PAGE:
When I sat down to write about green building materials for decks and patios, it occurred to me that many people don’t even know what “green” means. It is a word that gets thrown around more and more as the public becomes more conscious of our impact on the planet. This is a step in the right direction, but awareness doesn’t do any good if it doesn’t come with an increased level of understanding. It is very easy to participate in activities that are widely known as eco-friendly, such as recycling and carpooling. However, many people still do not understand how their decisions about less obvious things, such as building materials, could possibly impact the environment one way or another. So today I will begin with a quick-start guide that can be used for determining the general resource efficiency of all things, up to and including building materials for your home, deck or patio.
Eco-Friendly Hardwood Flooring – First, I would like to share an insightful infographic developed by the specialists at Floor and Décor. The infographic shows how hardwood floors are the eco-friendly option for your home and deck.
Recyclability – Priority should be given to products that were manufactured using recycled material, and which can be recycled again after use. This includes remanufactured, salvaged, and refurbished goods. Also keep an eye out for products with recycled and recyclable packaging materials.
Durability – Durable products and materials last longer, so they do not need to be replaced as often. This is good for the environment. However, it decreases the demand for production. Manufacturers who cut corners on the quality of their products so that they will need to be replaced more often are a big part of how we ended up in this mess to begin with. Those who prioritize durability over profit margins are far more deserving of green consumer dollars.
Local Availability – Freight trucks, ships and commercial aircraft account for over 30% of the reported greenhouse gas emissions in the US. The best thing consumers can do to help cut these numbers back is to support local manufacturers. Materials that are produced and purchased locally do not need to be shipped across country, so they leave less of a footprint in the long run. Products will often be shipped away to meet demand in other places if local consumers do not purchase them, so tell your friends about any local manufacturers you find in your own research.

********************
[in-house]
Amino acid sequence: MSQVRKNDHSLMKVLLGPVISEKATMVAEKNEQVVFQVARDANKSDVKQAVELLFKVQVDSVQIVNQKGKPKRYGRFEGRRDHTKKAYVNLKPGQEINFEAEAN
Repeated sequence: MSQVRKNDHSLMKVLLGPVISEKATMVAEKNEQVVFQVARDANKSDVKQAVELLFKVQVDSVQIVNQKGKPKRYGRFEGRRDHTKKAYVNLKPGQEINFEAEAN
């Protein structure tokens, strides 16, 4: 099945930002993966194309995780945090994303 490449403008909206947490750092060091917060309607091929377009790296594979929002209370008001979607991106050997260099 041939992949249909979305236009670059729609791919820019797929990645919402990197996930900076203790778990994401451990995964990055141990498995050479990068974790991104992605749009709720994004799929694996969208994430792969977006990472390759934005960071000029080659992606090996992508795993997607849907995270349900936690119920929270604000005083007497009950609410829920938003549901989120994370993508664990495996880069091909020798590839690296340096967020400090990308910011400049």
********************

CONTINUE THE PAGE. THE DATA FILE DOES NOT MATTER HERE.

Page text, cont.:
Sustainability – Products which are made using natural materials stand to have the biggest impact on the environment. Synthetic materials are often made in massive factories which are at high risk to the environment as well. This is why various programs now exist to rate and certify the sustainability and environmental impact of forests, farms, and factories. With a little research, it is easy to find out if something you want to purchase comes from a responsibly managed source.
With every passing year, the Earth’s resources are depleted beyond humanity’s ability to replenish them. The only way to fight this is for more individuals to consider the consequences of their consumer decisions. At the end of the day, everything comes down to the almighty dollar. This reality is part of how we got into this mess, but it can also be a part of how we fix it. The best way to live responsibly in an economy like this one is to think carefully about where your money is going and only use it on products that meet the above criteria. If more consumers do this, green practices will quickly become the standard.
Author Bio: Jennifer Parker is the writer and owner of Hanyman For The Home, a blog all about home improvement, renovations, interior design, and DIY decorating. Her work can be found on various interior design and remodeling blogs around the web.